Hybrid vehicles are fun to drive, but they could perform poorly when the weather turns cold, mostly due to the fact that their fuel efficiency suffers significantly. The electrical systems lose efficiency as well, which leads to a drop in mileage.
Factors affecting performance of hybrid car in winter
Hybrid System Temperature
Components of the hybrid system, particularly the battery work best during warm environments. The onboard hybrid battery depends upon a chemical reaction to both release energy to the electric drive motor and accept charge during regenerative braking. When the battery is cold, this reaction is hampered, forcing the engine to run longer and more frequently to account for the deficit while the battery warms up.
Passenger Compartment Heat
Just like their conventional counterparts, hybrids depend on hot engine coolant circulating through the heater core (heat exchanger) to keep the cabin warm. The enhanced heater demand means the engine has to run more often to keep up.
Heavy Defroster Use
Running the defroster can also pull down mileage. When the defroster is on, not only is it dispensing heat from the heater core, but it also runs the AC compressor to remove moisture from the air. While it is fine if the compressor runs regular cycles during colder weather to preserve integrity of internal seals, overuse can lead to reduced fuel economy. In most hybrids, the compressor is run by its own electric motor instead of a belt from the engine, but this doesn’t allow the compressor to run penalty-free as the extra electric discharge needs more frequent recharging of the hybrid battery.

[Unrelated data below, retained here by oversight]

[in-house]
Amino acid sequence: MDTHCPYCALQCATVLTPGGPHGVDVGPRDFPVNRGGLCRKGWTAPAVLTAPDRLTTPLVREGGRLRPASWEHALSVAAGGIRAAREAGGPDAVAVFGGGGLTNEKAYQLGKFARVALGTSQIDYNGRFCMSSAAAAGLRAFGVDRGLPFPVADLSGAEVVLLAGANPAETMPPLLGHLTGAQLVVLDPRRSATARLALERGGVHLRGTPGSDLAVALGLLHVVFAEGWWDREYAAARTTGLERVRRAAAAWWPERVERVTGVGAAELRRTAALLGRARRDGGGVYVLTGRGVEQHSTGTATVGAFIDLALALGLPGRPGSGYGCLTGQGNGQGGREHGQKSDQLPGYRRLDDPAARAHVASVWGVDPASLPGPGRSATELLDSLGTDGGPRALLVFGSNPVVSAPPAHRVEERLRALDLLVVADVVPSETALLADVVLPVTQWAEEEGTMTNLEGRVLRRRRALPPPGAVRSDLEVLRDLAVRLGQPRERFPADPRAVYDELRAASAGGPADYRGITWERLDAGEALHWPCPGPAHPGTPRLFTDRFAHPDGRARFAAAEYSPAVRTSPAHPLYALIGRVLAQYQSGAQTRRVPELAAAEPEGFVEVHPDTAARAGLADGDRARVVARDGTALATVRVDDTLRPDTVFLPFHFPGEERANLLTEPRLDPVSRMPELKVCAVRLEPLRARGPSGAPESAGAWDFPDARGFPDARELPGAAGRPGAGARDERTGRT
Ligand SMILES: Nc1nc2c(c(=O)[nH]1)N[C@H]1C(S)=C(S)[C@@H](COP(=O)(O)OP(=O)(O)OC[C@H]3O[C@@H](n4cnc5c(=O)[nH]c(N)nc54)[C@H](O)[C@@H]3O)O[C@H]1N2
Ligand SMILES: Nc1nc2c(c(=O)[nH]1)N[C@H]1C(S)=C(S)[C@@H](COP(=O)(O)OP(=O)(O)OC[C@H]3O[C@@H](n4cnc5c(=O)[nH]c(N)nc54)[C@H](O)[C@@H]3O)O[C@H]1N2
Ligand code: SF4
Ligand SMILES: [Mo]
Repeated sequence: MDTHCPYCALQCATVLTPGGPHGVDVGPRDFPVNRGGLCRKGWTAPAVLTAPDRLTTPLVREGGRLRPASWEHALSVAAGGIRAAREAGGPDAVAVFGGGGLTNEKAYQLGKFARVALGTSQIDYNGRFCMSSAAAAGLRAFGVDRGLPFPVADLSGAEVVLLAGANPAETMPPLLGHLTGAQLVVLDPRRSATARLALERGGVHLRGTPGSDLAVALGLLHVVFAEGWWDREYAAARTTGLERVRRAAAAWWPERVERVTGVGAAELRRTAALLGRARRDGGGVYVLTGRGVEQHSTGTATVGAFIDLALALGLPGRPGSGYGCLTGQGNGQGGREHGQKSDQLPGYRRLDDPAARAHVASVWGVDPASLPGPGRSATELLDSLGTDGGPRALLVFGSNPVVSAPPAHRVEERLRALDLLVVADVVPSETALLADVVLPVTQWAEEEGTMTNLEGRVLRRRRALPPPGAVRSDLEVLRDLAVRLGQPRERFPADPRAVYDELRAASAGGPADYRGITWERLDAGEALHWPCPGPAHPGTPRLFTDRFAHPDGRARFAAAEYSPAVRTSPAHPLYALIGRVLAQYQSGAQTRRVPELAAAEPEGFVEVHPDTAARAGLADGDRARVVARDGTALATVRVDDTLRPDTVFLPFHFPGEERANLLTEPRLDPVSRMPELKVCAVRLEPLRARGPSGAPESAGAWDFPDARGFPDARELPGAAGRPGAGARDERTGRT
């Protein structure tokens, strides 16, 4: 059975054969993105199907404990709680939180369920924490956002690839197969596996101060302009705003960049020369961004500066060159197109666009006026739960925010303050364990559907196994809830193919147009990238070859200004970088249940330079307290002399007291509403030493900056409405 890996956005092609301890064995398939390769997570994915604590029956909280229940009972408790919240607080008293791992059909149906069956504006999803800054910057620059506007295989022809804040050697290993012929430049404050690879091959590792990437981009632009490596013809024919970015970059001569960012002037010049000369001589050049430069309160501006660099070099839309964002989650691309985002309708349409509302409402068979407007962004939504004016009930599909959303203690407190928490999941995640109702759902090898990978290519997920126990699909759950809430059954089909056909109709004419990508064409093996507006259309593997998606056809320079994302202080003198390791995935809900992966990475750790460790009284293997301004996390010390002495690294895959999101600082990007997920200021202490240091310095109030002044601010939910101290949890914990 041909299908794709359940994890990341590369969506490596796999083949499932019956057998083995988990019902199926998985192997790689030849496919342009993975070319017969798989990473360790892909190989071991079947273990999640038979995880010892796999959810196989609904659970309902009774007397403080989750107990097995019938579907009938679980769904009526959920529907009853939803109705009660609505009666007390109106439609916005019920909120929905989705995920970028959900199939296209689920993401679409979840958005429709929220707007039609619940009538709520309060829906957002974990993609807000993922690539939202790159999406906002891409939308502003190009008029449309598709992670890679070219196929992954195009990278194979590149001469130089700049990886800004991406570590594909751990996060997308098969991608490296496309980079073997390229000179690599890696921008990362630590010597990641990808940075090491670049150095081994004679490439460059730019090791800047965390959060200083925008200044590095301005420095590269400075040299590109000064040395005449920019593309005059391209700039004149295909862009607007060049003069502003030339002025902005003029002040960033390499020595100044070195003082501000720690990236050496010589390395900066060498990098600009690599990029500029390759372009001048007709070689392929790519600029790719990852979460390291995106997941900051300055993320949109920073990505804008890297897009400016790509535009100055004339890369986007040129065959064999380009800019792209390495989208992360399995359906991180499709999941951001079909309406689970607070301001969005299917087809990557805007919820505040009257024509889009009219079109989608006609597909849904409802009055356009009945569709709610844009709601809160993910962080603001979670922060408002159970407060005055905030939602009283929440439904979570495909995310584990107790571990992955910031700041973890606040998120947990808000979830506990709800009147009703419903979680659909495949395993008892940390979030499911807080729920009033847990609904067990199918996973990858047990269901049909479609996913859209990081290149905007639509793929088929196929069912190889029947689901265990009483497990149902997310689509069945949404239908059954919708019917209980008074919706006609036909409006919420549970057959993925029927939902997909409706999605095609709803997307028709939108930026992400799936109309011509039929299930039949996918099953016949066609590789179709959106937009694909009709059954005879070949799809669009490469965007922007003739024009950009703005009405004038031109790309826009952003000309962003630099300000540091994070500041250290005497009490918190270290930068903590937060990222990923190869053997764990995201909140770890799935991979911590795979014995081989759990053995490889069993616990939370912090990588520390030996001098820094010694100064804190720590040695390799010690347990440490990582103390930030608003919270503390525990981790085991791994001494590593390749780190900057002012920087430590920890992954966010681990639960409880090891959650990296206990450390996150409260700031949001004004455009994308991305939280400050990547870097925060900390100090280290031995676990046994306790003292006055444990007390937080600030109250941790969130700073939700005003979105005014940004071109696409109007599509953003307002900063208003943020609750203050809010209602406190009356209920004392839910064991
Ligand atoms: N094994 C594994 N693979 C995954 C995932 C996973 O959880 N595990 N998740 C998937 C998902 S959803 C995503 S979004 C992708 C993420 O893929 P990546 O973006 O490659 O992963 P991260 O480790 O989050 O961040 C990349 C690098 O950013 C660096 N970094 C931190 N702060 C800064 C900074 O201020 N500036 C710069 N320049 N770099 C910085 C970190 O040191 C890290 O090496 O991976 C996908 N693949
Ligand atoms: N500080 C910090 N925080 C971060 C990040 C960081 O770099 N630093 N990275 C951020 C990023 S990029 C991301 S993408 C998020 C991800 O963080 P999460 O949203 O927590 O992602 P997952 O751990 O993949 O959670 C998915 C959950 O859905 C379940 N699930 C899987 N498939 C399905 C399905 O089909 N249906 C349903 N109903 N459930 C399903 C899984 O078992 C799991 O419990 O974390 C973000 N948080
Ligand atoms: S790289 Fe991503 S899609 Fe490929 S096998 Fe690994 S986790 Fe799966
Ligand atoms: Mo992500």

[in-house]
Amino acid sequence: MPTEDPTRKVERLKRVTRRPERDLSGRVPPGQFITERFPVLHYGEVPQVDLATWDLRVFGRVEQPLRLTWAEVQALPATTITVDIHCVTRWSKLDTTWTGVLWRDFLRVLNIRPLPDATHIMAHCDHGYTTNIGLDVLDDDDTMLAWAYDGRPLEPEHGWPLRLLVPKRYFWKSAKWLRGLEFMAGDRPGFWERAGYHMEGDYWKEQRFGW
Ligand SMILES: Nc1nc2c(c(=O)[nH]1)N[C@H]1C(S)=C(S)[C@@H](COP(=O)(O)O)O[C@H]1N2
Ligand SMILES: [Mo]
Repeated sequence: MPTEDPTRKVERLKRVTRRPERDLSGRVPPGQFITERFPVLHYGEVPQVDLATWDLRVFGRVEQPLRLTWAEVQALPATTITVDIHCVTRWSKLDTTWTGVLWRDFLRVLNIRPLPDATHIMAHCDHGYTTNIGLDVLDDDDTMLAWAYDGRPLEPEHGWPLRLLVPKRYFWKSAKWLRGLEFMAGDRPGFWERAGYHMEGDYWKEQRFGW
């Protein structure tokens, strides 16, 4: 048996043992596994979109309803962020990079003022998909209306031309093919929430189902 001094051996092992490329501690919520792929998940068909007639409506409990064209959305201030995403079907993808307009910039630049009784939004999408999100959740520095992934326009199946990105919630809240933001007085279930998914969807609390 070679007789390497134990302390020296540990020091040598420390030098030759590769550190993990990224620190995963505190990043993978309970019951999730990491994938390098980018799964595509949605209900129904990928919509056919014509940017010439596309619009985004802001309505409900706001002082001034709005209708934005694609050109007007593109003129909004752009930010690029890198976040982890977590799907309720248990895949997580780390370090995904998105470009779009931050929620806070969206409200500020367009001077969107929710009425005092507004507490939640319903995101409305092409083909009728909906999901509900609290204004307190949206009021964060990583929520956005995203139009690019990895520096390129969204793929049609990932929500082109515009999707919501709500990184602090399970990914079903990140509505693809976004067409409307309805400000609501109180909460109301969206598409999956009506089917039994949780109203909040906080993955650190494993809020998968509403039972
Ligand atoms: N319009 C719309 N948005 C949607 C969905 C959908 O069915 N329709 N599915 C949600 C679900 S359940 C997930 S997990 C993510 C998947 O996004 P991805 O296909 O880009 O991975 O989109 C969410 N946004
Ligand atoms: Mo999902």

Tips to improve hybrid vehicle performance in colder months
- It is recommended to set the heater to the lowest comfortable level.
- Does your car have electrically heated seats? If yes, use them, so you are snug and cozy, while the entire cabin doesn’t have to be heated.
- Clearing heavily frosted windows won’t be a problem once you set the heater in defrost mode. Once the cabin is warm and windows are clear, turn this mode off, and don’t set it back again unless actually required.
- Keep an eye on tire pressure as they shouldn’t be underinflated or else the car won’t gain sufficient traction on roads.
- With black ice and slushy roadways a wintertime reality, not only is it safer to go easier on the accelerator, it is a good way to save fuel.
Follow these tips to enjoy driving your hybrid car in winter, the same way you do during the rest of the year!